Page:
Open Access Research article

Evaluation of a microcolony growth monitoring method for the rapid determination of ethambutol resistance in Mycobacterium tuberculosis

Alice L den Hertog1*, Sandra Menting1, Ernst T Smienk1, Jim Werngren2, Sven Hoffner2 and Richard M Anthony1

Author Affiliations

1 Royal Tropical Institute, KIT Biomedical Research, Meibergdreef 39, 1105, AZ, Amsterdam, The Netherlands

2 Department of Diagnostics and Vaccines, Unit of Highly Pathogenic Microorganisms, Swedish Institute for Communicable Disease Control, S-171 82, Solna, Sweden

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BMC Infectious Diseases 2014, 14:380  doi:10.1186/1471-2334-14-380

Published: 10 July 2014

Abstract

Background

Due to the increasing prevalence of Mycobacterium tuberculosis strains resistant to one or more antibiotics, there is a need for new quantitative culture methods both for drug susceptibility testing and for validation of mutations putatively associated with drug resistance. We previously developed a (myco) bacterial culture method, in which multiple growing microcolonies are monitored individually. Transfer of the growing microcolonies to selective medium allows the effect on the growth rate of each individual colony to be determined. As entire growing colonies are exposed to antibiotics rather than re-subbed, a second lag phase is avoided and results are obtained more rapidly. Here we investigate the performance of the microcolony method to differentiate between ethambutol (EMB) resistant, intermediate and susceptible strains.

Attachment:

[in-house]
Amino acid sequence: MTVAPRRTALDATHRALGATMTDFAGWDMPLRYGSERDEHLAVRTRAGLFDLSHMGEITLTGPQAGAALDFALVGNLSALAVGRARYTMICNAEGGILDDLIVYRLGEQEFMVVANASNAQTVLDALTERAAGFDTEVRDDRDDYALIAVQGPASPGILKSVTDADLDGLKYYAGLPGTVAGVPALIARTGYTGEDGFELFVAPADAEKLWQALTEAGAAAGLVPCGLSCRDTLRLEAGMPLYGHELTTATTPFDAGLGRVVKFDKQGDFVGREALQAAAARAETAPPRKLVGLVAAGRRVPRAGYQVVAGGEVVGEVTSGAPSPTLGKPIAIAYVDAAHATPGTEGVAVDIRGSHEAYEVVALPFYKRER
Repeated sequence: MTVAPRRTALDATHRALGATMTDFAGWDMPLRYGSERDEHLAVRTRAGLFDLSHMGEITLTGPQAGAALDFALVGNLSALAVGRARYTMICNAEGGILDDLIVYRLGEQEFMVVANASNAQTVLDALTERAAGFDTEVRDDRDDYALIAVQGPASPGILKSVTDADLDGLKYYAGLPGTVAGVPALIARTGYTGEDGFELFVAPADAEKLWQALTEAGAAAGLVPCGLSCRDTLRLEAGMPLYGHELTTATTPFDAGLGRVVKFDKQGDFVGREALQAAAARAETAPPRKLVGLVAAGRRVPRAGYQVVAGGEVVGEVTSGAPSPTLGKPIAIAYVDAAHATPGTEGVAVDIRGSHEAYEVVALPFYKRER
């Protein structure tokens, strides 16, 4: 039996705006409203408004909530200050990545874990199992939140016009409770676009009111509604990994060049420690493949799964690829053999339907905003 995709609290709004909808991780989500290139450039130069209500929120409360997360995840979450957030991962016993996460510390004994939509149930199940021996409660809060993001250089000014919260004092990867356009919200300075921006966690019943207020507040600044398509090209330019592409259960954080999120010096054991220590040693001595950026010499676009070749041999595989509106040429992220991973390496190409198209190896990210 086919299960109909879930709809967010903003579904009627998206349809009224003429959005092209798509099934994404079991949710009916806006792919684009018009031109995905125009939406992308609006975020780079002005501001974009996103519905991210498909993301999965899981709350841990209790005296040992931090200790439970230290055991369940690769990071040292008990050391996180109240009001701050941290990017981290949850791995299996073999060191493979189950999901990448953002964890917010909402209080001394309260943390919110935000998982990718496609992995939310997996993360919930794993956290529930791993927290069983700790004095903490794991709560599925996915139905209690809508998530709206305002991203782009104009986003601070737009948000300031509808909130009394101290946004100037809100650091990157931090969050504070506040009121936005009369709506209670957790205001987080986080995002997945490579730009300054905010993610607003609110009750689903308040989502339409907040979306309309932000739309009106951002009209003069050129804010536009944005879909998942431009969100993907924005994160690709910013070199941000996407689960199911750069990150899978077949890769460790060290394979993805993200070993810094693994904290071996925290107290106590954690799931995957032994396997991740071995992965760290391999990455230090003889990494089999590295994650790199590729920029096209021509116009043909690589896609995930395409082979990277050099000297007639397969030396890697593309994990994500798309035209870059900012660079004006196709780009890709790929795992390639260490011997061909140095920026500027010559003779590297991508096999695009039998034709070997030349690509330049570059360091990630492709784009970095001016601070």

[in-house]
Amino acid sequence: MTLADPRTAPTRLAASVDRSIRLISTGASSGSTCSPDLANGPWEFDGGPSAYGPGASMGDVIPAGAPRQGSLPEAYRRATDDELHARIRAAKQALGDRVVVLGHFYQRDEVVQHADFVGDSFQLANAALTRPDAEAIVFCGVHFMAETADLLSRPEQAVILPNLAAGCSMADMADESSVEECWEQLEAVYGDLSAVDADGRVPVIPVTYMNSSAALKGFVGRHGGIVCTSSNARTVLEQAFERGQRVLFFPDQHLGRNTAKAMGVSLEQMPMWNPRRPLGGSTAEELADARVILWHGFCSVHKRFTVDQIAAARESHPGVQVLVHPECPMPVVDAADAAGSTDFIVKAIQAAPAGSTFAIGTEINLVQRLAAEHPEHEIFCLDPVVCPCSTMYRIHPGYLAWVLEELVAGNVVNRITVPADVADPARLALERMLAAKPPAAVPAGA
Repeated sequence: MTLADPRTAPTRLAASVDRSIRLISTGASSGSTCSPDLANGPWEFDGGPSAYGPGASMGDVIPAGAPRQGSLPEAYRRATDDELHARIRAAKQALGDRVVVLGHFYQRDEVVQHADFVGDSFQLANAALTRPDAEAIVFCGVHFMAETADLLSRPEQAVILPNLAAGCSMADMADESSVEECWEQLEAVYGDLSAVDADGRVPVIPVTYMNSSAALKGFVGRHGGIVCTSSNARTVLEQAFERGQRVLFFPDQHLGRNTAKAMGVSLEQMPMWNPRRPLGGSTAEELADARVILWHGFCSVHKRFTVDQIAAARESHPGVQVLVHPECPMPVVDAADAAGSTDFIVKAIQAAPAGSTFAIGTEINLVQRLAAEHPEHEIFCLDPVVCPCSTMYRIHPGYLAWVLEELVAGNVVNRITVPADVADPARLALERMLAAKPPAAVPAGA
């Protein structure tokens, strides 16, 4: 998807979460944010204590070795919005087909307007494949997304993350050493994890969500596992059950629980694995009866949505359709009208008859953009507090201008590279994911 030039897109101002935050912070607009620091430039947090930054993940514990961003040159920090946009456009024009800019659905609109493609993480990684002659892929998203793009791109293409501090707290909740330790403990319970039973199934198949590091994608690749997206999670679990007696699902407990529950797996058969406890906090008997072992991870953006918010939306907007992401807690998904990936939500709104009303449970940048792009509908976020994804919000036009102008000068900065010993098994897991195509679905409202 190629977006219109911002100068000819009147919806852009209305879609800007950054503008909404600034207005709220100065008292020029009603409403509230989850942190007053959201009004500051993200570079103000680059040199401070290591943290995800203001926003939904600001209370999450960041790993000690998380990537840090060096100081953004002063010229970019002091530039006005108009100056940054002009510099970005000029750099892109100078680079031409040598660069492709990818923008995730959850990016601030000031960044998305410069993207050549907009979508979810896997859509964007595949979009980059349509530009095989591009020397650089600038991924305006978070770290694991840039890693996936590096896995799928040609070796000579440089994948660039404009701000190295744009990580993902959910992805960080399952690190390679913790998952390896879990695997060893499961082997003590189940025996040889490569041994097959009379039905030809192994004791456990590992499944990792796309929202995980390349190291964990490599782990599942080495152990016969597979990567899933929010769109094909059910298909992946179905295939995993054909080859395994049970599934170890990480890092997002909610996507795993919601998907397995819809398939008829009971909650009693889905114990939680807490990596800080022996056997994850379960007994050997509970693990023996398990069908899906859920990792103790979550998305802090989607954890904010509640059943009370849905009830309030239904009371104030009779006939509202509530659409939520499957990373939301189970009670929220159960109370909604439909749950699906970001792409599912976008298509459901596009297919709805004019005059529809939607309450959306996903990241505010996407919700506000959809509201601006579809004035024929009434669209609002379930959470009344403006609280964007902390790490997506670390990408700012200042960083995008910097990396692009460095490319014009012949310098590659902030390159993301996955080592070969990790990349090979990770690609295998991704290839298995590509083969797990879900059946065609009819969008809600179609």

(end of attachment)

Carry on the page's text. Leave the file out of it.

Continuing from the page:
Methods

One week old microcolonies from a reference panel of four strains with known EMB susceptibility were transferred to different concentrations of EMB. Growth rates during the 1st 2 days of exposure were used to set up classification criteria to test and classify a blinded panel of 20 tuberculosis strains with different susceptibilities.

Results

For 18 strains (90%) reference culture results corresponded to our classifications based on data collected within 9 days of inoculation. A single strain was classified as Intermediate instead of Susceptible, and 1 strain could not be classified due to a contamination.

Conclusions

Using a microcolony growth monitoring method we were able to classify, within 9 days after inoculation, a panel of strains as EMB susceptible, intermediate or resistant with 90% correlation to the reference methods.

Keywords:
Ethambutol; Drug susceptibility testing; Mycobacterium tuberculosis; Culture